Side-to-Side Lunar Stretches

As you walk your hands all the way over to the left, begin to sink low in the left knee and hip and flex your right foot to the sky for a side lunge (Scandasana). Take a deep breath in, then exhale to walk your hands all the way back over to your right foot, and sink low in your right knee, flexing your left foot to the sky. Take a deep breath in, then exhale your hands all the way back to your left foot, sinking low in your left knee. Repeat this side-to-side motion a few times and remember to stay as low to the ground as possible, finishing on the left side. Bring your hands to frame your left foot at the back of your mat, then release your right knee down. Repeat from the beginning of this mini-low lunge sequence on the left side of your body, finishing with another round of side-to-side “lunar” (cooling) stretches.

Standing Backbend with Hands to Sacrum

Once you’ve completed the first part of this sequence on the left side of your body, step your back foot in to arrive at the front of your mat. Inhale to slowly rise all the way to stand. Exhale for a moment with a nice lengthened spine in Mountain Pose (Tadasana), with your feet rooted beneath you and crown of your head reaching above. Bring your hands to your sacrum with your fingers pointing downward. Draw your shoulder blades together as you would for Camel Pose, to open through your chest. Inhale to lift your heart toward the sky, exhale to root down through your feet as you send your hips slightly forward and enter the backbend by way of your heart. As your chest continues to open up, gently let your head drop back and stay here for five deep breaths. Breathe in and out deeply through your nose and keep your eyes soft and open. Use your hands at your sacrum for support, and don’t force yourself into a backbend—try to let it happen organically. Inhale your heart forward to return to a standing position, then exhale to hinge at the waist and fold all the way forward.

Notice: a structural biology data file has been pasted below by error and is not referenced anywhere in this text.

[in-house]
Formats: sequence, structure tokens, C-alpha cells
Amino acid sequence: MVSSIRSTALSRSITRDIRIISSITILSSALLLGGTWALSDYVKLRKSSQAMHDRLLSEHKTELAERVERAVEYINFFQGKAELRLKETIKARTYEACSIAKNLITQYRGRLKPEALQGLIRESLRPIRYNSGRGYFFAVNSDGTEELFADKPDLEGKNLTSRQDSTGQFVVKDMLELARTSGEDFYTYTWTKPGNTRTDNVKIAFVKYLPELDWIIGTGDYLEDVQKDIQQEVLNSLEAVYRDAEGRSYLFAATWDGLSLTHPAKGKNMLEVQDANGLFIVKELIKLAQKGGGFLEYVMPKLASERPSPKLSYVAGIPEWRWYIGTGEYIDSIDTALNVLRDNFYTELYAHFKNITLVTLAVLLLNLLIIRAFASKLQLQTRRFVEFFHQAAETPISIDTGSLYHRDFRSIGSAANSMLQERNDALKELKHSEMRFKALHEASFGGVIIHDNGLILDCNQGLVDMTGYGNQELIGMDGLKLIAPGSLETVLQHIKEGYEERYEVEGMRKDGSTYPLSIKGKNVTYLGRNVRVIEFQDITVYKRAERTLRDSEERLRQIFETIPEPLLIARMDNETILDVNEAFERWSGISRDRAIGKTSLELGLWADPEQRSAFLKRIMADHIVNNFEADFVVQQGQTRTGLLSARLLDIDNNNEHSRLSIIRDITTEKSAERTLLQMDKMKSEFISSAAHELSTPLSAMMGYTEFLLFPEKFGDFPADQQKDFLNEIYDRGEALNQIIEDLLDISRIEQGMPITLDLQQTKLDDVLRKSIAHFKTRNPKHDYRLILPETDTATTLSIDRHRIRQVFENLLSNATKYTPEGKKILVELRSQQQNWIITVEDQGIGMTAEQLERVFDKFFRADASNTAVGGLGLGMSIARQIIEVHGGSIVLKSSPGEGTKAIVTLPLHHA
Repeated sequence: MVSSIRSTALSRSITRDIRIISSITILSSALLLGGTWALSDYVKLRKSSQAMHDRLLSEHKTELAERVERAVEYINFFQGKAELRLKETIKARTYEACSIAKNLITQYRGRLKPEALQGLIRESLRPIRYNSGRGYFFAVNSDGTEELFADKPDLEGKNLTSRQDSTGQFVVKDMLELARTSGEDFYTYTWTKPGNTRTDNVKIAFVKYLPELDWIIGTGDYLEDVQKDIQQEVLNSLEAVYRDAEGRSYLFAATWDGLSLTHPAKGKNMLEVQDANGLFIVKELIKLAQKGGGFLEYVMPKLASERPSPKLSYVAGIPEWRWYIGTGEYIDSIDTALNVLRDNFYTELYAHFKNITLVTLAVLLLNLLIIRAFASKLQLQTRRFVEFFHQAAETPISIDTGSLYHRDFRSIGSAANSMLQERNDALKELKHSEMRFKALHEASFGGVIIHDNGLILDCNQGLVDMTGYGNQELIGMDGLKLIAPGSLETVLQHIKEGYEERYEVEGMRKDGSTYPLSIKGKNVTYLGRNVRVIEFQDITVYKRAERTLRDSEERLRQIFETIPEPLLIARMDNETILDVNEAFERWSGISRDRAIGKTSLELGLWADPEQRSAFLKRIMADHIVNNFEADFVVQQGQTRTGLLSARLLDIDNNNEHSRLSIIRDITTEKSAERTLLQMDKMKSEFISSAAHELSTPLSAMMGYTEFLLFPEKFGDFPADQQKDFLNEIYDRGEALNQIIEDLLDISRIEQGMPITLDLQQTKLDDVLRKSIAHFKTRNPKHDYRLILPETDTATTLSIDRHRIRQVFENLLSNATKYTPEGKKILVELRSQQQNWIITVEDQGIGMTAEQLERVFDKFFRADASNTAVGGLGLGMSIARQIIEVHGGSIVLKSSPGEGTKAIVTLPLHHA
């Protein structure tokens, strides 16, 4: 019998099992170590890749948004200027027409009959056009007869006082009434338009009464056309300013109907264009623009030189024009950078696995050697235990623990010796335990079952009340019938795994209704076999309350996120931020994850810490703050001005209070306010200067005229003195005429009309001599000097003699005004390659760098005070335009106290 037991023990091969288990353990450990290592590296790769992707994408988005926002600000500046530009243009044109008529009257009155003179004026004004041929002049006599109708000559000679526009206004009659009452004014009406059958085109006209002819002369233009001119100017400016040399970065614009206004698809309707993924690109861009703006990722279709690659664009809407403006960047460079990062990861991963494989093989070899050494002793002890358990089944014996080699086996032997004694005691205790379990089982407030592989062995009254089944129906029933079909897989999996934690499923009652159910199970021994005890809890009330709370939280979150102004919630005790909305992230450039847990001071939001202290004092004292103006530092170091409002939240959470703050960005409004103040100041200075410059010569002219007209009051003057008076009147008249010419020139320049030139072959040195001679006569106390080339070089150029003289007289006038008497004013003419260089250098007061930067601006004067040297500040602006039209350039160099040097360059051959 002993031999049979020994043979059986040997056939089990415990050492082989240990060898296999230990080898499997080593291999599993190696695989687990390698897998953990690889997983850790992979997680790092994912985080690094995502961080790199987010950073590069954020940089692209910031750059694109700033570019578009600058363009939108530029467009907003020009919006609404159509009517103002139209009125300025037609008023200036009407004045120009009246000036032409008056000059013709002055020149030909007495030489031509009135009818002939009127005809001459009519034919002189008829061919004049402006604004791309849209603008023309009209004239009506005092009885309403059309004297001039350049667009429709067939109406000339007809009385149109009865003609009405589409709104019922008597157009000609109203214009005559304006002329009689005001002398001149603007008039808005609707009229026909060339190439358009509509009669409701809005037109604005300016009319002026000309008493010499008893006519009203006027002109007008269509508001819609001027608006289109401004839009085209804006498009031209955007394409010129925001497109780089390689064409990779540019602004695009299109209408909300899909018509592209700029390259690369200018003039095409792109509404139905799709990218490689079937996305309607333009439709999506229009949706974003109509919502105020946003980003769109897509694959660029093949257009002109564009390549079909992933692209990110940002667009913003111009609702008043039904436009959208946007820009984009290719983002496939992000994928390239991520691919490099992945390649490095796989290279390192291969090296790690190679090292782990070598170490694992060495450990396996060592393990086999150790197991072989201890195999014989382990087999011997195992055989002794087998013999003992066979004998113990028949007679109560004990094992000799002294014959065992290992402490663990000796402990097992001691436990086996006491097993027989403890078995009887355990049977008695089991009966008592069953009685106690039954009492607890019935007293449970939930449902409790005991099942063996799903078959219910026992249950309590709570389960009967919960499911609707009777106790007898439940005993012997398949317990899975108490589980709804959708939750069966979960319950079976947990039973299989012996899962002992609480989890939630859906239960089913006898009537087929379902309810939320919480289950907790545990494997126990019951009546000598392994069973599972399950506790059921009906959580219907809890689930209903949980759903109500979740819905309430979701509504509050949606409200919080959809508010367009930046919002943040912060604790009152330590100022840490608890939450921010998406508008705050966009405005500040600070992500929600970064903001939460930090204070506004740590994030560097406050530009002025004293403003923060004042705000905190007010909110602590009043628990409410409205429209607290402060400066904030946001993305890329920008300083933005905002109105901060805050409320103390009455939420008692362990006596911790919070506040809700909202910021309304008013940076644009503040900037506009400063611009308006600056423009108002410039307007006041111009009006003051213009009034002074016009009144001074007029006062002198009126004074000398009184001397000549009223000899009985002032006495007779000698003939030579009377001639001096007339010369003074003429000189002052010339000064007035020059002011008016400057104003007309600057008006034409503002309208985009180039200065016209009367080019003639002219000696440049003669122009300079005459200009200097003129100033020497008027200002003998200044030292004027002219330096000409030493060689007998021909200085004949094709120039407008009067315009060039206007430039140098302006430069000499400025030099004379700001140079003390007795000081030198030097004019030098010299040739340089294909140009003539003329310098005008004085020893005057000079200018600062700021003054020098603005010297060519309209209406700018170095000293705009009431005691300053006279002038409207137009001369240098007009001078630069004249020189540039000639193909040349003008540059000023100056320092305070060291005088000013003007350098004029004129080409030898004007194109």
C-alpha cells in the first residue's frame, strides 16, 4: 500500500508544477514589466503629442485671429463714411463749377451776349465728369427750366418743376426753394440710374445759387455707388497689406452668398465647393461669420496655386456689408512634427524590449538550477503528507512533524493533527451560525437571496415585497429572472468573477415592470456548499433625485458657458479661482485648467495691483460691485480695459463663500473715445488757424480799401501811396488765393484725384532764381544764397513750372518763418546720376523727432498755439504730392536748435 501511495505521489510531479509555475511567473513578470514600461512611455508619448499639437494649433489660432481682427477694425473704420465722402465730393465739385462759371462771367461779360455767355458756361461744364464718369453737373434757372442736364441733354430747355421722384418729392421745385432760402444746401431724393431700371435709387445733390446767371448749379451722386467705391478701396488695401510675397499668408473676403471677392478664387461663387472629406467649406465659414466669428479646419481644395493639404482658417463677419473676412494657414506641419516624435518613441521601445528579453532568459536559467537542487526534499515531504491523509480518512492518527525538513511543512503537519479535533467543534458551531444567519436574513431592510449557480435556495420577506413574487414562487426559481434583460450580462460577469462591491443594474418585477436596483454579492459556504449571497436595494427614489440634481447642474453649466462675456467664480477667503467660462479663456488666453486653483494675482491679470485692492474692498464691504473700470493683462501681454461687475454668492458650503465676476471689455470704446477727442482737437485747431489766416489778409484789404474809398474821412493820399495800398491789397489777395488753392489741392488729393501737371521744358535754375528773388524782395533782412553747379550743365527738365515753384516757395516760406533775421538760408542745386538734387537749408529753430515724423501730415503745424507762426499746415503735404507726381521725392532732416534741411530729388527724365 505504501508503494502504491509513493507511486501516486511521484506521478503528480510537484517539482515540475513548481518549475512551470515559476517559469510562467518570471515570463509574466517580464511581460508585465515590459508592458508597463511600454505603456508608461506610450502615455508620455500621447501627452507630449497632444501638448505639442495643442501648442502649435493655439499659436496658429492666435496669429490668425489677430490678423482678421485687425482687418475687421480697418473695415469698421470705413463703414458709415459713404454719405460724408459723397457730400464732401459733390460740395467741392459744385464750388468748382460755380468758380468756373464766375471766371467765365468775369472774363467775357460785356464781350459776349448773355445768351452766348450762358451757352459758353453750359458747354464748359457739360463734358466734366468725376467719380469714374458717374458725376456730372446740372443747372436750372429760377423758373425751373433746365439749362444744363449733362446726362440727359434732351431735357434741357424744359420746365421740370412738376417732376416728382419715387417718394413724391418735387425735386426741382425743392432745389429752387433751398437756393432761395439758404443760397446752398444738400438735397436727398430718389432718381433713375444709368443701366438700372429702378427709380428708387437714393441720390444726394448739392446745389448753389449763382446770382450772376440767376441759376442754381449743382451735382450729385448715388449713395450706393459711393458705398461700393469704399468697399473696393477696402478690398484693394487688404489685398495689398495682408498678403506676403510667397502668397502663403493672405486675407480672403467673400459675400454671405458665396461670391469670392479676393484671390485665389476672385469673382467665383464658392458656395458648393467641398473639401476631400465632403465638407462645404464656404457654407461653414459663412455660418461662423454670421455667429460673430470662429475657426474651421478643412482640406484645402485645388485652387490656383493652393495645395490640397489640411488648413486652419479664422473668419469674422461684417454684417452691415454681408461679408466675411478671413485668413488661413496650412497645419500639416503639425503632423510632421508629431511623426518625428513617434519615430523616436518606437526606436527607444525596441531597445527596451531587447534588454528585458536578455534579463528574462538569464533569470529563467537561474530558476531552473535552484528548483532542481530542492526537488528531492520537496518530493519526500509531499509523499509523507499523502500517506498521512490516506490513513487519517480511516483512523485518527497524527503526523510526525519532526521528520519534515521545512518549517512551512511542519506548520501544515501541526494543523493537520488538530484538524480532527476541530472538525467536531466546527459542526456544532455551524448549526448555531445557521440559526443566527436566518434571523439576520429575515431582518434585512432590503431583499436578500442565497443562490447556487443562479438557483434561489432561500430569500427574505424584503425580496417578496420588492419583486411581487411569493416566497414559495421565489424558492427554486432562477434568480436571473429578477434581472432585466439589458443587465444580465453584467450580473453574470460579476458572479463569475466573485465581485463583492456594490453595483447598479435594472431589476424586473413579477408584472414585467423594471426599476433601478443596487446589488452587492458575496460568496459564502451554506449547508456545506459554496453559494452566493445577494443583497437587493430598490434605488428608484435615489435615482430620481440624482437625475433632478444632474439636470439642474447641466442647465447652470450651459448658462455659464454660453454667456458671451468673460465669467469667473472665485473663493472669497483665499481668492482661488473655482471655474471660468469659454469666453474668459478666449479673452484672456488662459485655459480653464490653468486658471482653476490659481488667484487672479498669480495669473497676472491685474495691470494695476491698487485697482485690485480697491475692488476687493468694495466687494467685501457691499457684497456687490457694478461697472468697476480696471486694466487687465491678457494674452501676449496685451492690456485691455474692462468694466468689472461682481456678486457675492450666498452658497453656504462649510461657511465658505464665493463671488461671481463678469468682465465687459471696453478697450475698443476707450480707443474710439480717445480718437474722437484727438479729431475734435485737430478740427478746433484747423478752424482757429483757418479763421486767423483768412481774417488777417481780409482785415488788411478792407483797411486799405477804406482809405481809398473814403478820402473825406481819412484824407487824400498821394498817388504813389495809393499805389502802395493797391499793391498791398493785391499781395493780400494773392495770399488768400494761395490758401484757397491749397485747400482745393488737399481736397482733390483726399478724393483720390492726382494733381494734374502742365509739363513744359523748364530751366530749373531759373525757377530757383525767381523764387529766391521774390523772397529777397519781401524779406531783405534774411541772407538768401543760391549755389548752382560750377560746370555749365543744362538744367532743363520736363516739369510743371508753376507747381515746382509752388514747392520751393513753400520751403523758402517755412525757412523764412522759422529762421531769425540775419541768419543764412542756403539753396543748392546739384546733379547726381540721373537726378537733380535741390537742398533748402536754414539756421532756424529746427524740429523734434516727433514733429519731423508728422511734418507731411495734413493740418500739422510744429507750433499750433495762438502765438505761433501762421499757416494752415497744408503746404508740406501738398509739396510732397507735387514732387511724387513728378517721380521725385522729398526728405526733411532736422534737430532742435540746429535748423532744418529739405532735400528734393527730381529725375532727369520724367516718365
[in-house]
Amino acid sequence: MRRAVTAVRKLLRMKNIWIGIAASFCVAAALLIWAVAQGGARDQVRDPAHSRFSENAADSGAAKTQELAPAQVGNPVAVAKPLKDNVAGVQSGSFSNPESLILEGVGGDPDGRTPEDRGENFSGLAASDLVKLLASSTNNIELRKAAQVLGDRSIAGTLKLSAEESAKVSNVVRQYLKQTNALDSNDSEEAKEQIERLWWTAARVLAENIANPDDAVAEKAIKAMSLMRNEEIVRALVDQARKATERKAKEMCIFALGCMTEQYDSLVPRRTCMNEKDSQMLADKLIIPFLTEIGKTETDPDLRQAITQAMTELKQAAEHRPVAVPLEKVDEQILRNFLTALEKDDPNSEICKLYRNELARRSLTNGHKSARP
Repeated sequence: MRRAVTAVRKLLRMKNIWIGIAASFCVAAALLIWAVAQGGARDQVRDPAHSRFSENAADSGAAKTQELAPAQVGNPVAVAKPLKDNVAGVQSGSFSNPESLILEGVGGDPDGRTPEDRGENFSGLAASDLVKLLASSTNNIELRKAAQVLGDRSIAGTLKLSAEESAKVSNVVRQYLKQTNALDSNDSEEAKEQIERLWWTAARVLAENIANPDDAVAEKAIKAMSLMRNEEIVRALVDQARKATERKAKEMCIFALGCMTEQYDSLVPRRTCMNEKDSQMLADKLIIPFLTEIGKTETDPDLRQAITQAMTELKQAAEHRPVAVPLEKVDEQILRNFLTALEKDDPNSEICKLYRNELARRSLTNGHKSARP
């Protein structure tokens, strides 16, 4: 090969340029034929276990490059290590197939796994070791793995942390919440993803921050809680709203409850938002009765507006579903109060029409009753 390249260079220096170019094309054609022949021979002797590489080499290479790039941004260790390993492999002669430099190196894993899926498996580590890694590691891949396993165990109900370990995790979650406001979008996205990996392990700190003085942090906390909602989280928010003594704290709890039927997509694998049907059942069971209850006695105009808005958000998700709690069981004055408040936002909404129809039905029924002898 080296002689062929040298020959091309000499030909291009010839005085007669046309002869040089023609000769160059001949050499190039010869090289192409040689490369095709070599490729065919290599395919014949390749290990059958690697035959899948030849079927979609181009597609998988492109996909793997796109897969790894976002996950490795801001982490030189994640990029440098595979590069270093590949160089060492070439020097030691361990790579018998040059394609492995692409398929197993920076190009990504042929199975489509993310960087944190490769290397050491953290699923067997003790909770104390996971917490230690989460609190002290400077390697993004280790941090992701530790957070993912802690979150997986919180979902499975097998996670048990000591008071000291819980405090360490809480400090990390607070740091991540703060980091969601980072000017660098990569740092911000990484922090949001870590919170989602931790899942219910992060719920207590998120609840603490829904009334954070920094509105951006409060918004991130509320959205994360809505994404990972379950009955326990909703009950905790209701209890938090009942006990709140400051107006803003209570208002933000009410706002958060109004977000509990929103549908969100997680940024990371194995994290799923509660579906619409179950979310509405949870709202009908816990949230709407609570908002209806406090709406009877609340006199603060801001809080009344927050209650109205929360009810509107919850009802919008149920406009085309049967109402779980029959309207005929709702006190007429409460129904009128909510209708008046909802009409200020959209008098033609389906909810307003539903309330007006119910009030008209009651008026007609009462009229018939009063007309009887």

Forward Fold with Opposite Elbows

In your forward fold position, inhale for a half lift to decompress your low spine and lengthen, then exhale to return to a forward fold. Grab hold of opposite elbows with the center of each of your palms. Gently shake your head and neck out, move your facial muscles and even flutter out your lips to relieve tension. If you like, allow your torso to sway from side-to-side again, as if that cool summer night’s breeze were facilitating it. Stay here for several deep breaths, exhaling with a gentle sigh of release. Release your elbows and inhale for a half lift, then exhale to step back to the top of a pushup.

Slow-Mo Chaturanga